Declarative Communication


MJ Banner.png

Most of us dislike commands; many are hesitant about being questioned. Have you considered how often we make demands and/or ask questions of young people?  Perhaps it is time to shift – as Speech Pathologist, Linda Murphy, suggests – to making declarative statements with youth. In Murphy’s book, “Declarative Language Handbook”, she refers to the importance of adults making declarative statements rather than issuing commands or asking questions.  She has developed an approach that is designed to support youth with communication and social difficulties; however, I believe this is a useful approach to use with any young person. 

Murphy likens the communications process to ‘thinking out loud’. When adults provide a running commentary about what is going on, they are simply stating facts, so they are neither making demands nor requiring answers to questions.  Certainly, one’s perception is one’s reality – and not necessarily how everyone perceives the same thing – but an observation is neither demanding nor requiring an answer to a query, so it doesn’t ‘put anyone on the spot’ or require anything from them. Initially developed to help individuals understand another’s perspective, using declarative statements have wider benefits and can be used more broadly.

Curiosity is an amazing characteristic and one that should be encouraged, but when we adults constantly ask questions of young people, we are not simply being curious or modelling curiosity, we are exercising power when we want, expect and/or demand a response to a question. Likewise, commands require a response – usually a behaviour of some sort; whereas a declaration is a neutral statement or observation about something that is already occurring or about to take place.  A declarative statement can be a statement of fact, an observation, an expression of wonder, but a declarative statement should never be used to hide a demand or question because it then becomes a demand or a question and is no longer a declarative statement.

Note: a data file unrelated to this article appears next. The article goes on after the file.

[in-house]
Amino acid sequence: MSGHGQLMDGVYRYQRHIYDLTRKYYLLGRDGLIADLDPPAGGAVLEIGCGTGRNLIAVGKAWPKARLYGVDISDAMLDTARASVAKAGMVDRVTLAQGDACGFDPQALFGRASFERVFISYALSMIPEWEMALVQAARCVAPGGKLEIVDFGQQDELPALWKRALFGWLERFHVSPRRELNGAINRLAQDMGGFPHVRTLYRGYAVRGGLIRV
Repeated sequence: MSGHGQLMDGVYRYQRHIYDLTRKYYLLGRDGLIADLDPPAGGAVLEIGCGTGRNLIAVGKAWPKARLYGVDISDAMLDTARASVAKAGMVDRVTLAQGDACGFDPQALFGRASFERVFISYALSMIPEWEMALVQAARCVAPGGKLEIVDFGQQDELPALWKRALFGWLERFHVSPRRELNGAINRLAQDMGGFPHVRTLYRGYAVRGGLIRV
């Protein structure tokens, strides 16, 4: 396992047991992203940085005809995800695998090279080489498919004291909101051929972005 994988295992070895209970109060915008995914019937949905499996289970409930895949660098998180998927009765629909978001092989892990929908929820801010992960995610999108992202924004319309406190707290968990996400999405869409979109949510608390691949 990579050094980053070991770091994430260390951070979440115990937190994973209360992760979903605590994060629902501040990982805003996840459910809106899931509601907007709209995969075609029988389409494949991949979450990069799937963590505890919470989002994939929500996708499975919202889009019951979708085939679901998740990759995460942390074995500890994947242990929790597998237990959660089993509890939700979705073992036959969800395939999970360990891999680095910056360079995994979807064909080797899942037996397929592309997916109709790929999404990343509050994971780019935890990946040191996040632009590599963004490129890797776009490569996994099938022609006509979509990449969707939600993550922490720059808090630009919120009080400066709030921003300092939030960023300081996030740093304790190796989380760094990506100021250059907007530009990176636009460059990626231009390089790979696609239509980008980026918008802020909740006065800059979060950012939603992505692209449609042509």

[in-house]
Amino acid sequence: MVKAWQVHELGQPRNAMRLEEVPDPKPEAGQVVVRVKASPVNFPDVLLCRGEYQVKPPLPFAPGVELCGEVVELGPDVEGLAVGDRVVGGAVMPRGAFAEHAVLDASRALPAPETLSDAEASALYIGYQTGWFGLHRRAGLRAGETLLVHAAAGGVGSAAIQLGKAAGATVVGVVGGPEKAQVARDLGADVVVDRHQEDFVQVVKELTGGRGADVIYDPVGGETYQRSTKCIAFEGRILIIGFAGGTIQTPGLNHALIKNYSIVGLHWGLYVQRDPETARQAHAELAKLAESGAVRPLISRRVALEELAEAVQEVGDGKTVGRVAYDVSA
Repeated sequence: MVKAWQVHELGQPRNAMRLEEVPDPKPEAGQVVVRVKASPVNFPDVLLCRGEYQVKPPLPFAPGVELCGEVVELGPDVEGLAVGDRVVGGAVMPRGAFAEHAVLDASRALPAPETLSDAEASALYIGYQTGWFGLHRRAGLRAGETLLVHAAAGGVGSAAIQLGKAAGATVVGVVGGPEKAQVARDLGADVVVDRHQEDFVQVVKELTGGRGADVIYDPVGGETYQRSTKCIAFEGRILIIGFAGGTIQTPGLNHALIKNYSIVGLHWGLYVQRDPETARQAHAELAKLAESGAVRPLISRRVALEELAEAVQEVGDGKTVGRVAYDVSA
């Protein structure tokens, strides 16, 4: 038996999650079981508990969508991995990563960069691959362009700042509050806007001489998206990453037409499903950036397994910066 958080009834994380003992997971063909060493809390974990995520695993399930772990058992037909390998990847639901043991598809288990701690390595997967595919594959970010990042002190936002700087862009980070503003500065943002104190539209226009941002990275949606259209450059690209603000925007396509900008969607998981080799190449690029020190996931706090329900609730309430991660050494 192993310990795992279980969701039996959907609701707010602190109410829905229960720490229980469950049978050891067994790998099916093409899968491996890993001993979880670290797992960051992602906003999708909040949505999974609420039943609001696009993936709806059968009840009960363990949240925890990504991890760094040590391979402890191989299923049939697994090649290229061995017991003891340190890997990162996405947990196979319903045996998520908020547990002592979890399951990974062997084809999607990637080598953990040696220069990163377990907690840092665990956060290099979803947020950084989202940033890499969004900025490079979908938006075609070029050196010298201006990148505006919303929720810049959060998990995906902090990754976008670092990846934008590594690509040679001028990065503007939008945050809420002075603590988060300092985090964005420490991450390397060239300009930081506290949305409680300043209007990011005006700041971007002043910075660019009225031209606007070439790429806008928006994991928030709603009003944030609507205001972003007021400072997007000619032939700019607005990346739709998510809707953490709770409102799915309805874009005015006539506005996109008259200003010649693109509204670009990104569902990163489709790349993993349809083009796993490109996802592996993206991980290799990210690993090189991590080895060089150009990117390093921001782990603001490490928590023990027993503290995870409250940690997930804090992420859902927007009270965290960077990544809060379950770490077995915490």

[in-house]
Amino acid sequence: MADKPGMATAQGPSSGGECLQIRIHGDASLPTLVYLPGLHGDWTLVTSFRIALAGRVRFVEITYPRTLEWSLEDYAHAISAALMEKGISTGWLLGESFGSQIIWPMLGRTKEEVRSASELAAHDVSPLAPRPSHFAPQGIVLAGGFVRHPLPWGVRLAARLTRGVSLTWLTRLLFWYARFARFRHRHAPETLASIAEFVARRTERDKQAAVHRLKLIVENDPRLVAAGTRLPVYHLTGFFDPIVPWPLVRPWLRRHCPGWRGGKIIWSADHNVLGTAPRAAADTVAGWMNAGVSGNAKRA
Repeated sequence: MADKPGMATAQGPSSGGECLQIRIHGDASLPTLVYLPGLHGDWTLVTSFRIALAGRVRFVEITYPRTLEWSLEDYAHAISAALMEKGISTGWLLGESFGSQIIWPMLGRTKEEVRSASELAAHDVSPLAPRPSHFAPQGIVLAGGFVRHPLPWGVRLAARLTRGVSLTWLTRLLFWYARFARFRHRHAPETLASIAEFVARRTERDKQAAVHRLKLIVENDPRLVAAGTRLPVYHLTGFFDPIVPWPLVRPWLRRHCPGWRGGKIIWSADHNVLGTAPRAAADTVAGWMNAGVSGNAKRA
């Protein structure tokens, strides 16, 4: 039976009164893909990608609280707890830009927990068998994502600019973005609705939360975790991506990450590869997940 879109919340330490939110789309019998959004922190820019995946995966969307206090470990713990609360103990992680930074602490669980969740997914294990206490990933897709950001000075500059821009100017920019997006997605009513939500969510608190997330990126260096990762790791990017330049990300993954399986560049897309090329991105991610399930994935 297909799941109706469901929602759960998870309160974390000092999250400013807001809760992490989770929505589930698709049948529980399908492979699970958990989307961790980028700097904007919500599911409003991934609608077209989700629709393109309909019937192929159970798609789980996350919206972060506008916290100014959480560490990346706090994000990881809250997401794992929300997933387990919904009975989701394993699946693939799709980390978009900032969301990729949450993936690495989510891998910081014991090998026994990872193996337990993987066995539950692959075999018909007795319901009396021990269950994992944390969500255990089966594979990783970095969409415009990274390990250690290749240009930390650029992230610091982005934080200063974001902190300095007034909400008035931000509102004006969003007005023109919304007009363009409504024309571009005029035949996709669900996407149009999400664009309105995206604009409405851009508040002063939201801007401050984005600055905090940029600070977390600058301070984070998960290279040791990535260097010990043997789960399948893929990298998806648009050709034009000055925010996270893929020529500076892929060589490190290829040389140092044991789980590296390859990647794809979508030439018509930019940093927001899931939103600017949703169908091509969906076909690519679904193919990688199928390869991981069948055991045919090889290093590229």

Linda Murphy maintains that using declarative statements means using a thoughtful form of language that helps youth to feel competent, connected and understood.  This approach neither demands nor requires a specific response, but rather provides observations and declarations of personal intention.  Using declarative language removes the power differential; does not require a specific spoken or behavioural response and provides a less pressured environment for students.

By making observations through declarative statements, no pressure is exerted, and no one feels threatened - triggering a panicked fight/flight/freeze response.  Communication is simply based upon declarations about what is occurring or what is about to occur. By reducing pressure, positive relationships can be established or maintained.  It can be helpful within any relationship if there are no demands – just statements of facts made through declarative statements. This approach does require a paradigm shift, but it is worth the effort to establish this style of communication.

© Michele Juratowitch
Back to news feed
Last reviewed 22 April 2022
Last updated 22 April 2022